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Richard Strauss: Capriccio, op. 85
Renée Fleming (The Countess), Morten Frank Larsen (The Count), Joseph Kaiser (Flamand), Russell Braun (Olivier), Peter Rose (La Roche), Sarah Connolly (Clarion), Bernard Fitch (Monsieur Taupe), Barry Banks (An Italian Tenor), Olga Makarina (An Italian Singer), Michael Devlin (Major-domo), Laura Feig/Eric Otto (Solo Dancers), Ronald Naldi/Paul Corona/Steven Goldstein/Christopher Schaldenbrand/Grant Youngblood/Scott Scully/Brian Frutiger/Kyle Pfortmiller (Servants), David Chan/Rafael Figueroa/Dennis Giauque (Three Musicians), Gary Halvorson (DVD Director), John Cox (Director), Peter McClintock (Stage Director), Mauro Pagano (Set Designer), Robert Perdziola (Costume Designer and Interior Décor), Duane Schuler (Lighting Designer), Val Caniparoli (Choreography), The Metropolitan Opera Orchestra, Andrew Davis (Conductor)
Recorded Live in HD (April 23, 2011) – 149’
DECCA # B0016196-09 – Booklet in English. Subtitles available in English, French, German, Spanish and Chinese

Richard Strauss knew exactly what he was doing in his closing Capriccio, signifying a personal and fitting “farewell” to society with one extraordinary work. The word capriccio takes its Merriam Webster translation as being “an instrumental piece in free form usually lively in tempo and brilliant in style.” The authoritative dictionary description couldn’t be more appropriate for this “conversation piece for music in one act.”

John Cox’s interpretation is coherent, appropriate and brilliantly fettled as a highly intellectual and academic dialogue centering around the proverbial question “what’s more important…words or music?” Even though Strauss initially set his opera near Paris around 1775, this Metropolitan Opera production has an updated 1920s timeline which could, ironically, be transcribed as being more apropos with enhanced resonance and rhetorical qualities.

Renée Fleming has a tremendous resume of accomplishments reaching into all corners of the operatic world, but one of her favorite authors is Richard Strauss; she’s the embodiment of the composer’s dream. No novice to the German’s anthology, Ms. Fleming captures all aspects of the Strauss conundrum: superb acting, lyrical reading, and endearing vocal diction. Despite the continuum of the unanswered, she really can satisfy all questions set forth in Capriccio.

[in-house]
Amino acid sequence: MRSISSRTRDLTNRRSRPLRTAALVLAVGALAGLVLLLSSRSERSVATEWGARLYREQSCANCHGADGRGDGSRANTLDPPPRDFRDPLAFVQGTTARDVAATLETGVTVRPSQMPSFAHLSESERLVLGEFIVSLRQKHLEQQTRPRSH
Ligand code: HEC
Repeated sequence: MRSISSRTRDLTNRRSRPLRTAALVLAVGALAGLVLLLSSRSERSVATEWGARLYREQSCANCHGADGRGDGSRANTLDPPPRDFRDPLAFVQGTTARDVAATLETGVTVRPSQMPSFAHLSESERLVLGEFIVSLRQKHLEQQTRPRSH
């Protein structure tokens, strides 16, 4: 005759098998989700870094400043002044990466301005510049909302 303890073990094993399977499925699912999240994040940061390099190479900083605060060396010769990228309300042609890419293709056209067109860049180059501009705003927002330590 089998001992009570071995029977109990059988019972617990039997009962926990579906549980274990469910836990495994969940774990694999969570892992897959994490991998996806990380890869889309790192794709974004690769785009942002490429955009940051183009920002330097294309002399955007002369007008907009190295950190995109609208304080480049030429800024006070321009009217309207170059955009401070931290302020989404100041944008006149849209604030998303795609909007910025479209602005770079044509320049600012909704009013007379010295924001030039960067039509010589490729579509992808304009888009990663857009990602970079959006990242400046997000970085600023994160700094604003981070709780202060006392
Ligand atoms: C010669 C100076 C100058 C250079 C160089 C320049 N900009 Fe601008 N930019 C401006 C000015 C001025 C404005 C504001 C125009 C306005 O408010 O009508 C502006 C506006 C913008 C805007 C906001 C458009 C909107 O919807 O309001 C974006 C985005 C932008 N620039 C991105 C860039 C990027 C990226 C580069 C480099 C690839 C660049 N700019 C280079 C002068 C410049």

The troika of poet, composer and director, sung by Joseph Kaiser, Russell Braun and Peter Rose, respectively, adds wonderful blend to the feigned response and amiable rivalry which helps move forward the nebulous plot in convincing fashion. Sarah Connolly’s Clarion is a perfect match alongside her most affectionate admirer, The Count, sung by Morten Frank Larsen.

In keeping with Strauss’ argumentation are the splendid antics displayed by the Italianate pairings of Barry Banks and Olga Makarina while comedic balletomanes performed by Laura Feig and Eric Otto help balance the “operatic” disciplines in their nuanced portrayals. The team of servants, wisely drawn from The Metropolitan’s cadre of choral members, lead us into both Bernard Fitch’s light-hearted Monsieur Taupe and Michael Devlin’s protocol-oriented Major-Domo who ultimately calls Ms. Fleming to dinner during her beautifully characterized finale “Du Spiegelbild der verliebten Madeleine.”

Robert Perdziola’s interior is lavishly splendid despite a bit of a two dimensional feel, but it doesn’t detract from the overall production. The costuming is auspicious and it innocuously blends into the entire surroundings with satisfying repose.

One will gain additional knowledge into this lyrical dialogue by reading John Cox’s “A Note from the Director” as well as the page and a half write-up by George Hall. This is imperative reading prior to visiting the top notch recorded Live in HD nicely emceed by diva favorite Joyce DiDonato.

Capriccio is chock full of depth underneath the finery and ornate superficiality. This is one work to re-visit again and again as is the case with many of Strauss’ other tremendously provocative works. What’s most interesting in Capriccio is the summation of Richard Strauss’ ongoing dilemma which will dwell into infinity. Exceptional.

Christie Grimstad




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